Lieut. Paul N. Berry, Richmond,
successfully made his fifth and qualifying jump last week at the
parachute school at Fort Benning, Ga. This tactical night jump completed
his parachute jump training which lasted the standard four weeks and
which included jumping from towers 250 feet high and learning completely
the technique of safe parachute jumping and landing. He has earned the
right to wear the coveted wings and boots of the U. S. army's most
modern soldier. the paratrooper.
[The Burlington Free Press, Burlington, VT, 01 Dec 1943, Wed, Page 2]
Paul Berry, UVM Star Athlete, Reported Missing
Unseen Since D-Day; Jumped Over France . With
Special to the Free Press
RICHMOND, . July 27. Capt Paul N. Berry (shown here),
for- University of Vermont former football and baseball star, son of Mr.
and Mrs. John C. Berry of this town, jumped with his paratroop outfit
over France on-June 6, first day of the invasion and has not been heard
A graduate of the UVM college of medicine in 1942
and battalion surgeon in the paratroops, he was promoted to captain the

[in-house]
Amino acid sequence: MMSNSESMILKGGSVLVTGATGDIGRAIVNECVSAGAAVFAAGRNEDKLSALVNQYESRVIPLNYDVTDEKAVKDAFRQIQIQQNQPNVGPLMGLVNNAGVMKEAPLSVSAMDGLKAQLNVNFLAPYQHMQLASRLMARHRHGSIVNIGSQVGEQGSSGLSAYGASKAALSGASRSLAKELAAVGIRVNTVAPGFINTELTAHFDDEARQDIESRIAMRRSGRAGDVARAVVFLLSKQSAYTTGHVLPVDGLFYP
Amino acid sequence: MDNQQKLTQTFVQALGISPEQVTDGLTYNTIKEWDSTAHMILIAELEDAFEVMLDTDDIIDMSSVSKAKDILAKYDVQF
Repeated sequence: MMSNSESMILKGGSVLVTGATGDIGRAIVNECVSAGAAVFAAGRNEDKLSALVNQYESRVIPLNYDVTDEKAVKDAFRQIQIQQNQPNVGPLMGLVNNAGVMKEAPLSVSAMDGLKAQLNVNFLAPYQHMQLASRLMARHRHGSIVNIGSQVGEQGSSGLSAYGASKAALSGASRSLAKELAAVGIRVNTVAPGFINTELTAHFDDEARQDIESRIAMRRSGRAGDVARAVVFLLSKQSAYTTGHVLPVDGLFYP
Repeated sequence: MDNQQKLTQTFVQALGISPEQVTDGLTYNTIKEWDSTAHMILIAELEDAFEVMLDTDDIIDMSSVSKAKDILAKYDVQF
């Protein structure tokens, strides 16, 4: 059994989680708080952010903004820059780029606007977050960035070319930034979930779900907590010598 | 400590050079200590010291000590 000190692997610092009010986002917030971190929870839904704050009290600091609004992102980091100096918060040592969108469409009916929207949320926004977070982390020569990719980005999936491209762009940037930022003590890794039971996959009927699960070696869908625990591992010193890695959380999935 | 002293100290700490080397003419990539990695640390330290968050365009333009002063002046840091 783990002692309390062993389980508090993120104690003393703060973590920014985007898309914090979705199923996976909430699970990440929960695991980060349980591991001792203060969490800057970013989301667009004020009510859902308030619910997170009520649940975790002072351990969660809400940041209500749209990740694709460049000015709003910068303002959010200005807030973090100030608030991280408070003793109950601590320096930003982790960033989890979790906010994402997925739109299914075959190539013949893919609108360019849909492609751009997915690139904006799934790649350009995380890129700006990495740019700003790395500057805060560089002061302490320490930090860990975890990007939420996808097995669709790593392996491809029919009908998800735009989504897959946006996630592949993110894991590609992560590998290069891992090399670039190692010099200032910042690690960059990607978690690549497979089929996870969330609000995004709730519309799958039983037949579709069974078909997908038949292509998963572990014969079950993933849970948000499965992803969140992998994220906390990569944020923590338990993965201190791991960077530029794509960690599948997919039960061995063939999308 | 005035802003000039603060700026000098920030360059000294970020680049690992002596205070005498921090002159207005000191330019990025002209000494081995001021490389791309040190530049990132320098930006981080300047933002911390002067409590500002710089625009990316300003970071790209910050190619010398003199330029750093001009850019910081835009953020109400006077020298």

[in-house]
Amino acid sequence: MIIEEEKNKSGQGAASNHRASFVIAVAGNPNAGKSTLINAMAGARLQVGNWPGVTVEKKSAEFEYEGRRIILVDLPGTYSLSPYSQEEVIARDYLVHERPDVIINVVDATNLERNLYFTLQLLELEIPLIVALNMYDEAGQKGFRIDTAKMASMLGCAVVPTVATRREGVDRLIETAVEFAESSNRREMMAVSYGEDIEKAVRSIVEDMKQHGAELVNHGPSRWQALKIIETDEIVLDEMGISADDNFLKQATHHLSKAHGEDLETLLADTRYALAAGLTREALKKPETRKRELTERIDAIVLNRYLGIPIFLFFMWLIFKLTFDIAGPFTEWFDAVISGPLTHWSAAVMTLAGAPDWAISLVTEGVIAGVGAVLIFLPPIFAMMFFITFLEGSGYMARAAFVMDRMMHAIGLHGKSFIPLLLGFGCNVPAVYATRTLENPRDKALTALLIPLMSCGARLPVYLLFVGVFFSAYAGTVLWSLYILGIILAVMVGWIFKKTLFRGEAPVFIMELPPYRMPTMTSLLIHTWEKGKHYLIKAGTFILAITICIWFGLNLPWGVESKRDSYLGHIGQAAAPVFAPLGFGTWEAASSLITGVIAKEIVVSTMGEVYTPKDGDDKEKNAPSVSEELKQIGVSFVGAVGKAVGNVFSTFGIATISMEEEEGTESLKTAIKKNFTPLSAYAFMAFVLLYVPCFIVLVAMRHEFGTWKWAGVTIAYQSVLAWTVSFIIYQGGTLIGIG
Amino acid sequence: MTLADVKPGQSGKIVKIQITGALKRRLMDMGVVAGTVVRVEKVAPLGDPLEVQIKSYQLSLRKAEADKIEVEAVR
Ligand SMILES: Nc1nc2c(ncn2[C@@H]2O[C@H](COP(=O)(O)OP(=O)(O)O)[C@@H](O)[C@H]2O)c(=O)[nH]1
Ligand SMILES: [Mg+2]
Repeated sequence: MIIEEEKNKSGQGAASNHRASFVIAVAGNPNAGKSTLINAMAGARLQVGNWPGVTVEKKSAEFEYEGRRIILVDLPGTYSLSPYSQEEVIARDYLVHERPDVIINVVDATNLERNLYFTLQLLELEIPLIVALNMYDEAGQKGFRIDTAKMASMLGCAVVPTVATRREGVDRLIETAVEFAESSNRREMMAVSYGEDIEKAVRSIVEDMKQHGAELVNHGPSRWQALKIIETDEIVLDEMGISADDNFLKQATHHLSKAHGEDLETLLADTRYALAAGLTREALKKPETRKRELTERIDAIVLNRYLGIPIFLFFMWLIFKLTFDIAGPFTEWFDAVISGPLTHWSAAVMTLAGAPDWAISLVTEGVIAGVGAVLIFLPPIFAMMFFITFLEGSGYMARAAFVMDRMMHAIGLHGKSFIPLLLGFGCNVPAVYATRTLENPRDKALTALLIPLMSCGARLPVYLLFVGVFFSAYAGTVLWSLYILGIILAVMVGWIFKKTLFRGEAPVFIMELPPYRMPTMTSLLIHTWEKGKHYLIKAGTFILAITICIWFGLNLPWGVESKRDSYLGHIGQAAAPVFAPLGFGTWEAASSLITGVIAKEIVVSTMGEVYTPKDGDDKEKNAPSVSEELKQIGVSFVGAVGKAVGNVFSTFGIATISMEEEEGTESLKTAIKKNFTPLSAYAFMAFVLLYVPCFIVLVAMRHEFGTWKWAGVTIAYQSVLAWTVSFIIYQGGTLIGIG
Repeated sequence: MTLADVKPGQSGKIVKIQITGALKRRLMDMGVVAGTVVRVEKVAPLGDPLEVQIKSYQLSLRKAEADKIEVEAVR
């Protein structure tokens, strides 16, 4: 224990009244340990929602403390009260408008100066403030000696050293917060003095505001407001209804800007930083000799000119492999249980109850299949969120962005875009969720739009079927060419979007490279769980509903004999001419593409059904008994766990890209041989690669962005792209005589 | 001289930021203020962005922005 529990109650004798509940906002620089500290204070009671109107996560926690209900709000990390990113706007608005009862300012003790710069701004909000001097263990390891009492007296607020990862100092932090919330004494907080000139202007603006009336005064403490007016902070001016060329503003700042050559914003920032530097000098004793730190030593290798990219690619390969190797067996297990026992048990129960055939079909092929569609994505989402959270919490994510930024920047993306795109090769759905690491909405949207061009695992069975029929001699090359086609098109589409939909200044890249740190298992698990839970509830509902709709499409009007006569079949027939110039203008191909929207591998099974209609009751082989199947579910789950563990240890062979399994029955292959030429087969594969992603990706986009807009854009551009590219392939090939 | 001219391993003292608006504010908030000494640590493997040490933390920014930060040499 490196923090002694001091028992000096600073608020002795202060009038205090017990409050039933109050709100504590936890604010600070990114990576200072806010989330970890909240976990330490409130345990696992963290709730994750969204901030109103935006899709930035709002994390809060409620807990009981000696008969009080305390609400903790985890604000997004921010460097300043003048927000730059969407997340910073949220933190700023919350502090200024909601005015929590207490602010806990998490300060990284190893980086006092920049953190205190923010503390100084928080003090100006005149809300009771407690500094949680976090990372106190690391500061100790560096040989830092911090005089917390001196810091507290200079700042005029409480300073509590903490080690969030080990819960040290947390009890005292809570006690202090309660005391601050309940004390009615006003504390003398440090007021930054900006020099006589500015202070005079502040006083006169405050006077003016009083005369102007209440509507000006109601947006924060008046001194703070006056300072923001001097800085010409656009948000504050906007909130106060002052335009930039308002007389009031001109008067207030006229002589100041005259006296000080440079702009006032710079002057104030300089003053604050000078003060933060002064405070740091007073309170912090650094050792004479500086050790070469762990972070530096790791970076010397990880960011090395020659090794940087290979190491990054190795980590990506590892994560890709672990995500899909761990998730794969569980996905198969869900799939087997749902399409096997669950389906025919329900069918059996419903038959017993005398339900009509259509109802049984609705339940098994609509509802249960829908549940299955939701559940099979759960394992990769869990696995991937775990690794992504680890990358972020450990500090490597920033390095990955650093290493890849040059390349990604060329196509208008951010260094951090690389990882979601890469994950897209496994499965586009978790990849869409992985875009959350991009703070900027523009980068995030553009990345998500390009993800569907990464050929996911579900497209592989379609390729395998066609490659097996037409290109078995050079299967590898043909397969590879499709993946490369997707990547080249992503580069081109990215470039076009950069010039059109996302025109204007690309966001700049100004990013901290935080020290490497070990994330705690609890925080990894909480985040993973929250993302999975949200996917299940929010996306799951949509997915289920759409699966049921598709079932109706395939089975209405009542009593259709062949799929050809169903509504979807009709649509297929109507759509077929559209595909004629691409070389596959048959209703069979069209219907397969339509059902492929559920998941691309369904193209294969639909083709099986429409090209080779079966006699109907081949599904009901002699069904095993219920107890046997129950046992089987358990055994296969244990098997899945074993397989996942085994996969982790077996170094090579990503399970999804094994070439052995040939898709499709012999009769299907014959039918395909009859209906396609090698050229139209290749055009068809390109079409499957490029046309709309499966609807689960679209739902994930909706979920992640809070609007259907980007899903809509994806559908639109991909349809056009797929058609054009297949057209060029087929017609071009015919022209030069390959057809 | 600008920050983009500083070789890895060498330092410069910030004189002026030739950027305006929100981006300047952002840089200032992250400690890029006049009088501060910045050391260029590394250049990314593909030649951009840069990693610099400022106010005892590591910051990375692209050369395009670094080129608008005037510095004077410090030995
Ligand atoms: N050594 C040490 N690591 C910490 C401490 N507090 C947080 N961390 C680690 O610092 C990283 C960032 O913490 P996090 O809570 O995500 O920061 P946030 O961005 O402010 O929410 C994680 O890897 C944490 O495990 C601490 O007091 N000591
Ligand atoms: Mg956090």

day before D-day and his disappearance. A war department telegram to his
parents notified Mr. and Mrs. Berry that Capt. Paul Berry "has been
reported missing in action since June 6 in France. If further details or
other information are received you will be notified promptly."
While in college, Capt. Berry played baseball and football,
captaining the nine in his senior year. He was a third baseman. On the
gridiron, he played a number of spots in the line and backfield.
He. received his bachelor of science ; degree from the university in
1939 and doctor of medicine three years later.
Four days after completing year's internship in St. Mary's hospital
in Brooklyn, N. Y., Capt. Berry was in training at Carlisle barracks,
Perm., with other doctors going into service. In Oct., he joined up with
the paratroopers jumping with them and finally going overseas as their
[The Burlington Free Press, Burlington, VT, 28 Jul 1944,